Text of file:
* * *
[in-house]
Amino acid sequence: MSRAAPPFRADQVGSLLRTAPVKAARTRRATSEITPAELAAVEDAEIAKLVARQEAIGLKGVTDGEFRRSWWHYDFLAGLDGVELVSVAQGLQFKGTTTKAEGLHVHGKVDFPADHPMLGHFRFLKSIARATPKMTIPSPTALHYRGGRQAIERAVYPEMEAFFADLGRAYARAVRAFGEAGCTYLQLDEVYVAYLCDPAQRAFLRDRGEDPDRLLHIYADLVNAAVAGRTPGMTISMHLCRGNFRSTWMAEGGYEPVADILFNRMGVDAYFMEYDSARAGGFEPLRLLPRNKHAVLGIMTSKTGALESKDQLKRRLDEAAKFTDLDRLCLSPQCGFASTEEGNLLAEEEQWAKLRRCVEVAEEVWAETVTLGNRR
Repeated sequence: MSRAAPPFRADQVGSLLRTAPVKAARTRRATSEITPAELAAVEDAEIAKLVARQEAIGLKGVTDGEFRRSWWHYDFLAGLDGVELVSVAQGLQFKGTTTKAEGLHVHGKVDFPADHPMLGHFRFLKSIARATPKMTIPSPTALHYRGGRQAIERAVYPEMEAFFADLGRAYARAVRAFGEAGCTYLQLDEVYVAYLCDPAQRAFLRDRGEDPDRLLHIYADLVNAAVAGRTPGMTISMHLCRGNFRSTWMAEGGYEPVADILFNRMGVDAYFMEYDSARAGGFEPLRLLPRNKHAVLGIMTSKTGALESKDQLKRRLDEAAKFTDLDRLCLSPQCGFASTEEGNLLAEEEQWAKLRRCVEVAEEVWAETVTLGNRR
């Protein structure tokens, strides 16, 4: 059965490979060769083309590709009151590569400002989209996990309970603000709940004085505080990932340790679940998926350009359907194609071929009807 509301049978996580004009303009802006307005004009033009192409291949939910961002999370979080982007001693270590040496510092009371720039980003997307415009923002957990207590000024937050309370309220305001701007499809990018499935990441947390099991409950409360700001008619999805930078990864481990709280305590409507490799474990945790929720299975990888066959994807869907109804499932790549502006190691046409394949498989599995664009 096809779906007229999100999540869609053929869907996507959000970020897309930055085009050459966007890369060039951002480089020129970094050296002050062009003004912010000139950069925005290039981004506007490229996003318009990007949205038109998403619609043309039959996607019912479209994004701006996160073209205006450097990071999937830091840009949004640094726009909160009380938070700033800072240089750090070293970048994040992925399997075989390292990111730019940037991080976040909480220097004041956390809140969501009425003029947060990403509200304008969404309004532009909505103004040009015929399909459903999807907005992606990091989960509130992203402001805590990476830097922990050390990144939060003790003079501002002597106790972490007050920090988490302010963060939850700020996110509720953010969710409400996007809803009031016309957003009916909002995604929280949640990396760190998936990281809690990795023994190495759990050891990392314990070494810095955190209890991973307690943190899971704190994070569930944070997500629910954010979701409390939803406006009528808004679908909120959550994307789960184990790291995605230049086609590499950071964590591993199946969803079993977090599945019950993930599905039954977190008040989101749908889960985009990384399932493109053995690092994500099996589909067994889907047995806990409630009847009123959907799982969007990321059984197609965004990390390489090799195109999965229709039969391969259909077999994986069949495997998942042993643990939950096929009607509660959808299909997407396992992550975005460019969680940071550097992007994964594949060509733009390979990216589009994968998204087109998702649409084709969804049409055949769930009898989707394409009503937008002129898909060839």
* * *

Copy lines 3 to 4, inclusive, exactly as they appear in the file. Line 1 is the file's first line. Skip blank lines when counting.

Repeated sequence: MSRAAPPFRADQVGSLLRTAPVKAARTRRATSEITPAELAAVEDAEIAKLVARQEAIGLKGVTDGEFRRSWWHYDFLAGLDGVELVSVAQGLQFKGTTTKAEGLHVHGKVDFPADHPMLGHFRFLKSIARATPKMTIPSPTALHYRGGRQAIERAVYPEMEAFFADLGRAYARAVRAFGEAGCTYLQLDEVYVAYLCDPAQRAFLRDRGEDPDRLLHIYADLVNAAVAGRTPGMTISMHLCRGNFRSTWMAEGGYEPVADILFNRMGVDAYFMEYDSARAGGFEPLRLLPRNKHAVLGIMTSKTGALESKDQLKRRLDEAAKFTDLDRLCLSPQCGFASTEEGNLLAEEEQWAKLRRCVEVAEEVWAETVTLGNRR
């Protein structure tokens, strides 16, 4: 059965490979060769083309590709009151590569400002989209996990309970603000709940004085505080990932340790679940998926350009359907194609071929009807 509301049978996580004009303009802006307005004009033009192409291949939910961002999370979080982007001693270590040496510092009371720039980003997307415009923002957990207590000024937050309370309220305001701007499809990018499935990441947390099991409950409360700001008619999805930078990864481990709280305590409507490799474990945790929720299975990888066959994807869907109804499932790549502006190691046409394949498989599995664009 096809779906007229999100999540869609053929869907996507959000970020897309930055085009050459966007890369060039951002480089020129970094050296002050062009003004912010000139950069925005290039981004506007490229996003318009990007949205038109998403619609043309039959996607019912479209994004701006996160073209205006450097990071999937830091840009949004640094726009909160009380938070700033800072240089750090070293970048994040992925399997075989390292990111730019940037991080976040909480220097004041956390809140969501009425003029947060990403509200304008969404309004532009909505103004040009015929399909459903999807907005992606990091989960509130992203402001805590990476830097922990050390990144939060003790003079501002002597106790972490007050920090988490302010963060939850700020996110509720953010969710409400996007809803009031016309957003009916909002995604929280949640990396760190998936990281809690990795023994190495759990050891990392314990070494810095955190209890991973307690943190899971704190994070569930944070997500629910954010979701409390939803406006009528808004679908909120959550994307789960184990790291995605230049086609590499950071964590591993199946969803079993977090599945019950993930599905039954977190008040989101749908889960985009990384399932493109053995690092994500099996589909067994889907047995806990409630009847009123959907799982969007990321059984197609965004990390390489090799195109999965229709039969391969259909077999994986069949495997998942042993643990939950096929009607509660959808299909997407396992992550975005460019969680940071550097992007994964594949060509733009390979990216589009994968998204087109998702649409084709969804049409055949769930009898989707394409009503937008002129898909060839």